Friday, January 20, 2012

Leopold Bloom sketch

Leopold Bloom sketch

Ulysses by James Joyce is one of my all-time favourite books. I've read it a few times, and struggled quite a bit in parts I freely admit. Its dense and foggy at times, but also hugely inventive, irreverent, comic, touching, beautiful and keenly observed. It is full of layers, illusions and conundrums. Joyce himself said that if Dublin (where the book is set, all on one day, 16 June 1904, and where I lived for 5 years) were wiped from the face of the earth the city could be re-built in intimate detail from Ulysses alone.

I have long wanted to illustrate the book, or create a series of prints based upon it. Perhaps this year, I shall!

This is a sketch of the novel's anti-hero Leopold Bloom from the 13th chapter, commonly known as Nausicaa (Ulysses is so-named because, although set upon one day in Edwardian Dublin, it mirrors Homer's epic poem the Odyssey, which tell of the decade-long travels of King Odysseus, or Ulysses in Latin, from the battlefield of Troy back to his home and family on the island of Ithaca. As a result the un-named chapters of Ulysses are usually known by the names of those in Homer). Bloom has just noticed that his fob-watch has stopped (actually at 4,30, not 4 as I've shown. Mea culpa!) and wonders if that was the moment when his unfaithful wife Molly and her lover Blazes Boylan climaxed sexually “Funny my watch stopped at half past four” he notes, then ponders “Was that just when he, she?"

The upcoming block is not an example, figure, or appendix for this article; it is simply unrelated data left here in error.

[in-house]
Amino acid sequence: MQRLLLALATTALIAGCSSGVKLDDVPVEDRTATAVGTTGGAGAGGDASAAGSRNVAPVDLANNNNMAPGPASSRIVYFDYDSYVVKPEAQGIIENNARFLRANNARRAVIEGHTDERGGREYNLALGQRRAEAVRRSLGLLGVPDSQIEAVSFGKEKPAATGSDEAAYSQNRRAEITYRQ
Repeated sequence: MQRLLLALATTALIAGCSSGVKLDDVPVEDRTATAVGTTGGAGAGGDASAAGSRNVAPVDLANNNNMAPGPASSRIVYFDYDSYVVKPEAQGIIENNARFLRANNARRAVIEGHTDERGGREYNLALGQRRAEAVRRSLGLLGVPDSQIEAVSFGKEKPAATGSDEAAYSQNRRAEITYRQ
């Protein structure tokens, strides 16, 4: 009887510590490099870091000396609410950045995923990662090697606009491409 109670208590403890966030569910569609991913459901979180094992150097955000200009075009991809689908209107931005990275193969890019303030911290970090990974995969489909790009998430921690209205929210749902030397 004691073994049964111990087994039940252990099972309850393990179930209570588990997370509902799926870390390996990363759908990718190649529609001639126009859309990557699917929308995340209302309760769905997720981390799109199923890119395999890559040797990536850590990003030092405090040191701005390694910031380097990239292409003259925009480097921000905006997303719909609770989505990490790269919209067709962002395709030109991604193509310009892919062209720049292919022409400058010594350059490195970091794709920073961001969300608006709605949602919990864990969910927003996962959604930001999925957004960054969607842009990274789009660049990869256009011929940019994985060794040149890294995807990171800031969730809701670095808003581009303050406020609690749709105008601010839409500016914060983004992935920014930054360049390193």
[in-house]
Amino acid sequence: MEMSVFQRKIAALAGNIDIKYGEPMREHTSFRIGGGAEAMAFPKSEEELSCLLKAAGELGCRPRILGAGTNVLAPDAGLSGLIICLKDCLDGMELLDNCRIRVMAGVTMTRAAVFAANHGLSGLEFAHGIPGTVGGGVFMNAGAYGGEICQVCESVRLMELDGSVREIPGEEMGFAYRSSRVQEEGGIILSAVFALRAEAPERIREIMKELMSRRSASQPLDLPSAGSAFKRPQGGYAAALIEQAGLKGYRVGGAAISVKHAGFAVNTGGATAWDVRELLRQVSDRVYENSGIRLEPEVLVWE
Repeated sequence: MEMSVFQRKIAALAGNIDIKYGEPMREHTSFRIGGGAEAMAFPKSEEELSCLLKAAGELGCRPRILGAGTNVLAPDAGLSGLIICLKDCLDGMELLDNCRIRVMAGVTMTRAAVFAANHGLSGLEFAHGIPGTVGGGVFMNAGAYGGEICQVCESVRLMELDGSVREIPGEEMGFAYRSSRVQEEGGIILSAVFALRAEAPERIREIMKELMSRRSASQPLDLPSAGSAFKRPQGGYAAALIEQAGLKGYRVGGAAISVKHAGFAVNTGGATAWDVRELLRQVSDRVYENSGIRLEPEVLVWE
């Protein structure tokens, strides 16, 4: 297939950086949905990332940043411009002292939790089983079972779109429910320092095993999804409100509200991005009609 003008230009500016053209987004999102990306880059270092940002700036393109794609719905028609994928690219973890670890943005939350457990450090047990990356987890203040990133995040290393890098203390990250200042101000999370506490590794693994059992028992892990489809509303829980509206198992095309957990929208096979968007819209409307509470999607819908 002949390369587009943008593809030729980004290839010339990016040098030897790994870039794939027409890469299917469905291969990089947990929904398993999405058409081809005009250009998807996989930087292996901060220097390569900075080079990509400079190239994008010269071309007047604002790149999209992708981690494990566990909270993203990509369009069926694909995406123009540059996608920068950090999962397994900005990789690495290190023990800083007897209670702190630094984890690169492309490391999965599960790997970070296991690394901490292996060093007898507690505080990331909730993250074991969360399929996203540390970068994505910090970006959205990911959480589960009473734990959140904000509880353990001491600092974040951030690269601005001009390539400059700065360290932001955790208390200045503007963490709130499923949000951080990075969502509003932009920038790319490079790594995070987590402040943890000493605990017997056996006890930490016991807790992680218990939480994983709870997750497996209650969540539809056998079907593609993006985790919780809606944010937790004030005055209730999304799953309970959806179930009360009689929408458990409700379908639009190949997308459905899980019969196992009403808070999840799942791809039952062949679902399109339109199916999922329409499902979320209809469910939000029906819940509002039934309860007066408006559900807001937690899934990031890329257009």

Done in my sketchbook using a black biro. I love the smearing and ink-spatters, especially when blown up large, that a biro can give. I've a tendency to overwork (or over-egg as Nick puts it) images and to smooth out blemishes and imperfections. Good then to put the brakes on my OCD every now and again!


Scott Garrett said...

Good stuff Paul. I'm also guilty of too much clean-up!
Been playing around with leaving a bit more 'dirt' in. Every year i try, but never quite resolve it, maybe this year... and i'm trying pencil again instead of ink. It's a struggle isn't it!

in a drawing room said...

And you say you struggled. Imagine me, a poor native Spanish. It was worth the effort though, and I must also say it made me laugh (out loud) too. I'd love to see more of how you imagine Bloom's odyssey.

Speechless said...

I like your slightly surreal approach to this. Seems like it would fit Joyce well. -- I wonder if you might also consider illustrating in a similar manner the poems of the French poet Appollonaire? He wrote some lovely and some rather surreal but touching poems which would really suit this sort of style.

I'm enjoying looking through your past posts and plan to look in again soon. Thanks!